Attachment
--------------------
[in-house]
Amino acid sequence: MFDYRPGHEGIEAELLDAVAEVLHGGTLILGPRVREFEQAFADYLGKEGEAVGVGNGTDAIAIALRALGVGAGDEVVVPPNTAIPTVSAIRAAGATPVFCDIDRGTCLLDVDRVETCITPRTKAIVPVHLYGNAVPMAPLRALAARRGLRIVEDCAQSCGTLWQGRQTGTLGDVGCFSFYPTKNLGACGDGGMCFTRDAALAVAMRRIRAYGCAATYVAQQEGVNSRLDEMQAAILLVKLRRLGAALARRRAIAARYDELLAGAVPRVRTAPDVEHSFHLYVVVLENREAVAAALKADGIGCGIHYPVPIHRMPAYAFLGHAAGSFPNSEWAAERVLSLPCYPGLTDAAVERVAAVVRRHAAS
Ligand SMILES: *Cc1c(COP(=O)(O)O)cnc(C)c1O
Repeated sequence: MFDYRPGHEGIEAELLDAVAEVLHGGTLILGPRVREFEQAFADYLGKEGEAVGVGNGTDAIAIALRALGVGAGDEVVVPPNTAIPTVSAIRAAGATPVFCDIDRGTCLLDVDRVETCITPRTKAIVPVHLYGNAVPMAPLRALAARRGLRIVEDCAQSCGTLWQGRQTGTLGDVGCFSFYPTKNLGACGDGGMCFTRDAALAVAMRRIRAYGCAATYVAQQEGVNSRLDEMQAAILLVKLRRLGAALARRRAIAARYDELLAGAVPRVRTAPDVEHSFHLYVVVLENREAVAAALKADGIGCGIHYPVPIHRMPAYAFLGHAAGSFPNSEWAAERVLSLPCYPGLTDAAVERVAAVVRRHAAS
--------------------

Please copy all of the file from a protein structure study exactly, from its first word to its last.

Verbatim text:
[in-house]
Amino acid sequence: MFDYRPGHEGIEAELLDAVAEVLHGGTLILGPRVREFEQAFADYLGKEGEAVGVGNGTDAIAIALRALGVGAGDEVVVPPNTAIPTVSAIRAAGATPVFCDIDRGTCLLDVDRVETCITPRTKAIVPVHLYGNAVPMAPLRALAARRGLRIVEDCAQSCGTLWQGRQTGTLGDVGCFSFYPTKNLGACGDGGMCFTRDAALAVAMRRIRAYGCAATYVAQQEGVNSRLDEMQAAILLVKLRRLGAALARRRAIAARYDELLAGAVPRVRTAPDVEHSFHLYVVVLENREAVAAALKADGIGCGIHYPVPIHRMPAYAFLGHAAGSFPNSEWAAERVLSLPCYPGLTDAAVERVAAVVRRHAAS
Ligand SMILES: *Cc1c(COP(=O)(O)O)cnc(C)c1O
Repeated sequence: MFDYRPGHEGIEAELLDAVAEVLHGGTLILGPRVREFEQAFADYLGKEGEAVGVGNGTDAIAIALRALGVGAGDEVVVPPNTAIPTVSAIRAAGATPVFCDIDRGTCLLDVDRVETCITPRTKAIVPVHLYGNAVPMAPLRALAARRGLRIVEDCAQSCGTLWQGRQTGTLGDVGCFSFYPTKNLGACGDGGMCFTRDAALAVAMRRIRAYGCAATYVAQQEGVNSRLDEMQAAILLVKLRRLGAALARRRAIAARYDELLAGAVPRVRTAPDVEHSFHLYVVVLENREAVAAALKADGIGCGIHYPVPIHRMPAYAFLGHAAGSFPNSEWAAERVLSLPCYPGLTDAAVERVAAVVRRHAAS